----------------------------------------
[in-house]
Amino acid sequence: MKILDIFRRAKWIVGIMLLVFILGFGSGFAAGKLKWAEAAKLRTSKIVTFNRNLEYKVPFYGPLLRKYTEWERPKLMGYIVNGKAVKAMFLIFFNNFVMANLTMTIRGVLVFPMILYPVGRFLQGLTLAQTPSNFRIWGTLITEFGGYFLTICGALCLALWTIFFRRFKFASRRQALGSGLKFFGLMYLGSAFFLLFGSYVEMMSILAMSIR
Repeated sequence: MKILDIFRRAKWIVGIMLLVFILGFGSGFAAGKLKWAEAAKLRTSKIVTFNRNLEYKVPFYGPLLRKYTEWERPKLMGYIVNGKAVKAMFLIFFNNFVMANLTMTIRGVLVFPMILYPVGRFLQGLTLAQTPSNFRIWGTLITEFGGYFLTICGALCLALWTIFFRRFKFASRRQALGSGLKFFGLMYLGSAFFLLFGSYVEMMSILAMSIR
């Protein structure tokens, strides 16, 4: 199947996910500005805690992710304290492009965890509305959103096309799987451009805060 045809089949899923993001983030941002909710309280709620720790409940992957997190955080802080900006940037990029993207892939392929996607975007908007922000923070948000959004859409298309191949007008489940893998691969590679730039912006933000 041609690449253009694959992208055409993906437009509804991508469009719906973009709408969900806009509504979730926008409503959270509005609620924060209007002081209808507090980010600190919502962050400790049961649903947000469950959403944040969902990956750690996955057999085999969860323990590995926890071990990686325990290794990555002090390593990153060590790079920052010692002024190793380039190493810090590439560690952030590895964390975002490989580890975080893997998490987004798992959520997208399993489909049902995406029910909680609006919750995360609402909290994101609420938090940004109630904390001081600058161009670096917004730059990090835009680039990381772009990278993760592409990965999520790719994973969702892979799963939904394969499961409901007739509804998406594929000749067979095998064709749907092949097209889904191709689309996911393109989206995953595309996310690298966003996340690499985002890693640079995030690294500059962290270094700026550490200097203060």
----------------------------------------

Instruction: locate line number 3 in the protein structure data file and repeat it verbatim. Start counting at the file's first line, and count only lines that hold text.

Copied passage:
Repeated sequence: MKILDIFRRAKWIVGIMLLVFILGFGSGFAAGKLKWAEAAKLRTSKIVTFNRNLEYKVPFYGPLLRKYTEWERPKLMGYIVNGKAVKAMFLIFFNNFVMANLTMTIRGVLVFPMILYPVGRFLQGLTLAQTPSNFRIWGTLITEFGGYFLTICGALCLALWTIFFRRFKFASRRQALGSGLKFFGLMYLGSAFFLLFGSYVEMMSILAMSIR